Soylent, a food substitute, has become an unconventional way to refuel for people that dislike the cost and effort of eating food. But Soylent sales are now up by 300 percent according to a Bloomberg article. This “food technology” has found its place among busy and budget-conscious Cal Poly students as well.
Soylent was developed in the Silicon Valley by a group of entrepreneurs who combined powdered ingredients, water and oil to create a nutritious meal that meets the recommended intake of 2,000 calories per day. Beyond overloaded coders, Soylent has become an alternative for students like business administration junior Ken Grodin, who was looking to streamline his food intake.
“I took some time before taking the plunge, but I had always been interested in a product that could replace everything we eat,” Grodin said.
Soylent promises to have “maximum nutrition with minimum effort,” according to its website. This convenience factor is why Soylent appeals to college students, computer science sophomore Atticus Liu said.
“It’s often talked about in the computer science and programming communities,” Liu said. “I think Soylent is especially great for college students just because we’re so busy on a day-to-day basis, and we don’t have the financial means to constantly go out and eat.”
Arlene Grant-Holcomb, director of the didactic program in dietetics at Cal Poly and food science and nutrition lecturer said she understands why Soylent could be viewed as beneficial for college students, but said the trend won’t last.
“My suspicion is that they would probably get tired of it pretty quickly, and turn to the things that are more tasty and comforting,” Grant-Holcomb said.
Grodin said Soylent is difficult to compare to food taste-wise, but the practicality trumps its palatability.
“It took two or three days to get used to the taste, but it’s not a miracle product, it’s just the difference between mixing a powder in water and making a sandwich,” Grodin said.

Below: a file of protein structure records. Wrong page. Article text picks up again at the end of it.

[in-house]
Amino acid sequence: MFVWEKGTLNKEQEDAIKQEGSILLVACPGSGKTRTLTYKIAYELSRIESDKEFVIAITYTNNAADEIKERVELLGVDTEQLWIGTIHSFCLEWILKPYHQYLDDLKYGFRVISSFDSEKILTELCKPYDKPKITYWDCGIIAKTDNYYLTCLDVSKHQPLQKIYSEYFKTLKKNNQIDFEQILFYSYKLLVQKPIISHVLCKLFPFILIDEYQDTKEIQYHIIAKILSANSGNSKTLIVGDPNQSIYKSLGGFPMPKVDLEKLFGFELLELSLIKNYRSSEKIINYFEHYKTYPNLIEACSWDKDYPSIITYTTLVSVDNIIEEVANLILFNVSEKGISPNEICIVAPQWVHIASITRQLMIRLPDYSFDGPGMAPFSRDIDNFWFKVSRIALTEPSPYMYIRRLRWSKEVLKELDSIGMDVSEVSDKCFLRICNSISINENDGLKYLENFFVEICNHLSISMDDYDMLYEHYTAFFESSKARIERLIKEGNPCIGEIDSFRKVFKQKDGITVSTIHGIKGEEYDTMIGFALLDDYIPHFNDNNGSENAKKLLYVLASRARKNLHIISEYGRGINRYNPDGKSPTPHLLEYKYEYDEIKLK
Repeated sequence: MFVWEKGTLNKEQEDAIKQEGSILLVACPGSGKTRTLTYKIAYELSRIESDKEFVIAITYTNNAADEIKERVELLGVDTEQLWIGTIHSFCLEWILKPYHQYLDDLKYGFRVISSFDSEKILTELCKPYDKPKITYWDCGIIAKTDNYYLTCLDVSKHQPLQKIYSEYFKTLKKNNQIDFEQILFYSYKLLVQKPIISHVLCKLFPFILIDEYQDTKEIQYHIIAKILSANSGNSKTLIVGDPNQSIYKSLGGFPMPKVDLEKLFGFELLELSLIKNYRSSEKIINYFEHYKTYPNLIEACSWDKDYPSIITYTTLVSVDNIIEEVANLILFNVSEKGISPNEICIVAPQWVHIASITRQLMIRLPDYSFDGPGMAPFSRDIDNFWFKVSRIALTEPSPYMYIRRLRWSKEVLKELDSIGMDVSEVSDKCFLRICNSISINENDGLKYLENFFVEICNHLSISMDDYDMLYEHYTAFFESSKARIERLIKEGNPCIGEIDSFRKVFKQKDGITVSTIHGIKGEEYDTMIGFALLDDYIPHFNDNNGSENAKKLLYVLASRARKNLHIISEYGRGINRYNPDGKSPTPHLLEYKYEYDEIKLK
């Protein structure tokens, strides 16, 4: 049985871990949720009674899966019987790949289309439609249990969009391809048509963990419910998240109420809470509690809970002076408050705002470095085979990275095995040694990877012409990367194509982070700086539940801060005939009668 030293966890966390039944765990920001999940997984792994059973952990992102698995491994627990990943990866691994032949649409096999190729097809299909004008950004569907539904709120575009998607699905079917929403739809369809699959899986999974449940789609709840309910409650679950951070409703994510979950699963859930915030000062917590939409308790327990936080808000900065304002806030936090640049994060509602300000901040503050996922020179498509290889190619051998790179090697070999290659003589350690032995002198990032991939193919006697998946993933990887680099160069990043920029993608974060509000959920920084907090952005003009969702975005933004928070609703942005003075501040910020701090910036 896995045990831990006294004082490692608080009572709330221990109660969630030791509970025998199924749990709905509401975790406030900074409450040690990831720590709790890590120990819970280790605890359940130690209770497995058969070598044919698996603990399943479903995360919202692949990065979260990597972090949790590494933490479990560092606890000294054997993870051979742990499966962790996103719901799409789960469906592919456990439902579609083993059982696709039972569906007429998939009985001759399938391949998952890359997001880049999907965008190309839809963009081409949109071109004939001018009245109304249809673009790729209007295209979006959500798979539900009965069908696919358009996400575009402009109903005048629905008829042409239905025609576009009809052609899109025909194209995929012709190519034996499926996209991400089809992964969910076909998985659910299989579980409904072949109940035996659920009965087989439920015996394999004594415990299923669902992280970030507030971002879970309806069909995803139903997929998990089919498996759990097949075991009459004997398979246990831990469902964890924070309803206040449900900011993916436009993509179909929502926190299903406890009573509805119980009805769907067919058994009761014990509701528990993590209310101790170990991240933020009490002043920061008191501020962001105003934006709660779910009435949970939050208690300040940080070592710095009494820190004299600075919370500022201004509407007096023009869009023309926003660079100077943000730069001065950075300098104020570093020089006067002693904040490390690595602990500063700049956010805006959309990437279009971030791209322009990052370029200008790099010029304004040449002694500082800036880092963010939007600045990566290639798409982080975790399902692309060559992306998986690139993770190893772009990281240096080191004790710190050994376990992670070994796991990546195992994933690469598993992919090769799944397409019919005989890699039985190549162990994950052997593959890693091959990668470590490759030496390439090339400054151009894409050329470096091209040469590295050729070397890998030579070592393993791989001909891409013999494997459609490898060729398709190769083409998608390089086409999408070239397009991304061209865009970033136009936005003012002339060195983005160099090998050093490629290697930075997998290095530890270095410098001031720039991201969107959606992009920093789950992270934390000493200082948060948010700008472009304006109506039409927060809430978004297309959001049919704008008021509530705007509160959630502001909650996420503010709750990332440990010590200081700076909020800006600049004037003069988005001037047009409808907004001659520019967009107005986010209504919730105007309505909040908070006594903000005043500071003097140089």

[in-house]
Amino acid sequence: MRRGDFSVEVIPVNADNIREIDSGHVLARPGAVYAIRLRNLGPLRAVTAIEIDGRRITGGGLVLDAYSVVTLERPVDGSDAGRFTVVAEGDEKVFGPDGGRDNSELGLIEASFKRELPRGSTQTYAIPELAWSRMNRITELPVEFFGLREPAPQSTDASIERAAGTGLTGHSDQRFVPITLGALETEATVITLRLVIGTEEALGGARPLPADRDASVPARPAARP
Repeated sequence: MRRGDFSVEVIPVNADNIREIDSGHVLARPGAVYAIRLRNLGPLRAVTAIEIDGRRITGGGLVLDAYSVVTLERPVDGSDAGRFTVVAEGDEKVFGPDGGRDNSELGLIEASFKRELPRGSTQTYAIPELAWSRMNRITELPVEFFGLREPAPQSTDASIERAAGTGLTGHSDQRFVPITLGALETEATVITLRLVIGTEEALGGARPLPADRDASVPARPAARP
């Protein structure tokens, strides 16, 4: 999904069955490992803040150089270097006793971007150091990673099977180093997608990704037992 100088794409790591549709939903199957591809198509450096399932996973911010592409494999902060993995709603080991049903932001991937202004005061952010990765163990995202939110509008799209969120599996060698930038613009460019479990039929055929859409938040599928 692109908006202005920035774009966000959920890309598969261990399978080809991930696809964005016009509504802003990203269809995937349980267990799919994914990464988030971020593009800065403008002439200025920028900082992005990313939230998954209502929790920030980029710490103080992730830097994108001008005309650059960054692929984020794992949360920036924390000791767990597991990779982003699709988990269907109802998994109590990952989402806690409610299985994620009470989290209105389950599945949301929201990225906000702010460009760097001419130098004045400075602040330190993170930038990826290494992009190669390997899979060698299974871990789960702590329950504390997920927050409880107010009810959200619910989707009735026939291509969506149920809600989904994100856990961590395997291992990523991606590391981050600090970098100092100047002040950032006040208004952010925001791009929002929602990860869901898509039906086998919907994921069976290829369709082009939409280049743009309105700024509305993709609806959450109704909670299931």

Liu also said Soylent’s redeeming quality is its practicality.
“Soylent is one of those things that’s just made to get the job done, nothing more, nothing less,” Liu said.
Grant-Holcomb wouldn’t recommend an all-out conversion to Soylent, but said that it could replace a meal or two a day, even if she views it as less than desirable.
“Nutritionally, it can replace a meal, practically, I don’t know,” Grant-Holcomb said. “There is so much more to food than just nutrition, so I think people will always come back to food.”
Besides Soylent’s short-term problems, many are also concerned that the beverage is not a safe nutritional diet for an individual’s long-term eating habits.
“The biggest downside is that there is a lack of studies over the long-term effects of Soylent,” Grodin said.
Grant-Holcomb also sees challenges with a longstanding switch to Soylent.
“There may be nutrients we need that come from foods that haven’t yet been discovered. So, when someone turns to a formulated product for nutrition, there may be something that they are missing out on.”
Soylent gets its name from Harry Harrison’s 1966 science fiction novel “Make Room! Make Room!” which was adapted into the 1973 film, “Soylent Green.” The movie shows a dystopian future overrun by pollution and overpopulation. During the course of the film, society lives off of wafers called Soylent Green.
Though Soylent is not as popular as the futuristic sustenance it’s named after (and lacks the secret ingredient revealed at the end of the film), Soylent’s website states that “it is inspired by the idea that we must have an eye toward sustainable food sources as the world’s population growth increasingly taxes our resources.”
Grant-Holcomb said she understands why emerging foods might point to sustainability as a selling point, but doesn’t think the food industry will undergo radical changes.
“There will be increasing pressure for foods that are more convenient. Who knows what our food supply is going to look like 100 years from now, and where we might need to turn.” Grant-Holcomb said. “But we have such wonderful agricultural technology and an ability to produce food in such large quantities and varieties that I think as those segments improve, we’re just going to see more good whole food more readily available to consumers.”
Grodin was also skeptical of Soylent’s sustainability claims.
“I think it’s interesting and a lot of fun to talk about, but in reality I don’t see Soylent as having a big impact,” Grodin said. “A lot of people talk about sustainability and all these food issues in the world as far as health, but I don’t see Soylent have a big impact on these issues.”
Liu said he has a more optimistic view of the future of Soylent.
“People are still warming up to the idea of not eating food on a daily basis,” Liu said. “But I think in the near future people will let things like a meal replacement in a bottle become reality and not just something for a niche group.”